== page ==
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Straight away, I’m going to say that I’m impressed with how much extra tooling Matty did on this figure. They got a lot of shit for recycling parts in this line, and I’m not saying it wasn’t deserved. Hell, even this figure reuses a lot of parts. But there’s also a fair amount of new work here that makes this figure stand out well enough, even when he’s displayed next to his regular Proton Pack wearing initial release. For starters, we get a brand new head sculpt. I was pretty happy with the portrait on the first Winston figure. I’d go as far to say I think it was the best likeness of the team. This one shows him with a new haircut, sans mustache, and with a toothier grin. I like it a lot, there’s absolutely nothing wrong with it, I’m just not sure I like it as much as the original.

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Moving on to the uniform, Winston is built on the same jumpsuit body as the rest of the team. The legs appear to be identical, complete with the hose coming out of the leg, which I always assumed was there to catch urine if they pissed themselves with fear. The arms feature a newly painted Ghostbusters 2 logo and newly sculpted gloved hands. The gloves that were sculpted onto the belt on the original figure are replaced with a yellow gizmo and the belt itself is sculpted and painted differently. The recycling of the torso is covered up (literally!) by the newly sculpted vest onto which the Slime Blower is permanently attached.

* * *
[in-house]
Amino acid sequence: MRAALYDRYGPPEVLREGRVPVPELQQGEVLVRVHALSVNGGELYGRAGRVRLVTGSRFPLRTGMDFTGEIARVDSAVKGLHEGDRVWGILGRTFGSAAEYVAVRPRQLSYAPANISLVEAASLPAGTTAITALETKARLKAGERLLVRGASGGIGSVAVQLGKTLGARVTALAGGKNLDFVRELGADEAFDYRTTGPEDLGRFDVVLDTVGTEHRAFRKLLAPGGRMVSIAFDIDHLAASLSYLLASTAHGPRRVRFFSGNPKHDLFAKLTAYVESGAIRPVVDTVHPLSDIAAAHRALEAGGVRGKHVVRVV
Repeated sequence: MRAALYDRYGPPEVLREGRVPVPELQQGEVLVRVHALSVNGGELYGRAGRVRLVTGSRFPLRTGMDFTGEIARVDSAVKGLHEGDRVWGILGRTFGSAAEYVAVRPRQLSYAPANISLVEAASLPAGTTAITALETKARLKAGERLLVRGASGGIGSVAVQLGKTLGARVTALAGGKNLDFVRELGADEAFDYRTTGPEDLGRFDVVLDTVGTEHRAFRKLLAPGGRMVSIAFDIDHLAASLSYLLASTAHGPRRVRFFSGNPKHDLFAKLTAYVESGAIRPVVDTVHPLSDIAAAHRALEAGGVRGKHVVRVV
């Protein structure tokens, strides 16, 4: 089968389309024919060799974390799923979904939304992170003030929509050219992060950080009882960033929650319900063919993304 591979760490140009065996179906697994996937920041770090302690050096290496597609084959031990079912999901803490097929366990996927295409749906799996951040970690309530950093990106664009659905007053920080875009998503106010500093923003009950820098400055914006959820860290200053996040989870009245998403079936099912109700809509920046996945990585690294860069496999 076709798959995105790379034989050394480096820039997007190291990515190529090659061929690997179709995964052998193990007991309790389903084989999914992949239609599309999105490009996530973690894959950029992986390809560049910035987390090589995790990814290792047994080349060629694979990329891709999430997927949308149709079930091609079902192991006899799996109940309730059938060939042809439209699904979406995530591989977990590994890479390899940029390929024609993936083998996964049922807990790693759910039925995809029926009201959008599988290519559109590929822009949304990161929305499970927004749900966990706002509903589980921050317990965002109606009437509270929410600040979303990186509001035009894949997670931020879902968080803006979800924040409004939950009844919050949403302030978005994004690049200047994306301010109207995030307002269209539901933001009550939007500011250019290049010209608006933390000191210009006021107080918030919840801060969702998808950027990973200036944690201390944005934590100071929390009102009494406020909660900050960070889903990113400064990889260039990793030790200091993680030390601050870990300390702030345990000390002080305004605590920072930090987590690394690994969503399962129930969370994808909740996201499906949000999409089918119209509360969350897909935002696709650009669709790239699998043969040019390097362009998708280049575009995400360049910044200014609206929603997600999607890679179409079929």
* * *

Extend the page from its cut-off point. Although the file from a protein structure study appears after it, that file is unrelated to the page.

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And then there’s the Slime Blower. I was not a big fan of this in the movie. The Proton Pack was so much cooler, but Mattel has done a very nice job recreating the device for the figure. There are lots of hoses coming off of it, a hazard stripe on the main tank and the grey paint shows some pretty realistic looking abrasions. There doesn’t appear to be any specific way to hang the wand on the tank like you can with the Proton Packs, but the hoses are stiff enough that it will stay in place beside the tank when not held.

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Winston’s articulation is identical to all of the jump-suited Ghostbusters, but as I’ve only featured one of these figures on FFZ before, let’s recount the points. The head is ball jointed, but it is ball jointed in the torso, not at the end of the neck. You still get a get a good amount of movement out of it, it’s just a weird way to do it. The arms are ball jointed at the shoulders, elbows, and wrists and the lack of a bicep swivel is still disappointing to me. The legs have hip joints quite similar to Mattel’s own DCUC style, with hinges in the knees and ankles, and swivels in the thighs and boots. He can also swivel at the waist, but has no other torso articulation. What’s here isn’t bad, and he can hold his Slime Blower wand very nicely.

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Traditionally, the Ghostbusters have come paired with ghosts. In this case, you get a piece of equipment. It’s the tripod trap seen very briefly in the montage where they are working in what I think was a jewelry or crystal shop. I’m all for getting more equipment and this is a fairly nice piece, complete with three independently balljointed doodads at the top.

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I picked this guy up for ten bucks, which I seem to recall is about half the original retail, plus I escaped Matty’s extortionist shipping rates to boot. It was a nice little score, since I wasn’t willing to pay full price for the variants, and yet I’m often on the lookout to complete this collection at good prices. I have to confess that Winston a far better executed figure then I thought he would be. There’s plenty of new work invested in him and he looks really great on the shelf. I expect Ray to be the same figure with a different head, but I’m still rather eager to open him up next week and have a look.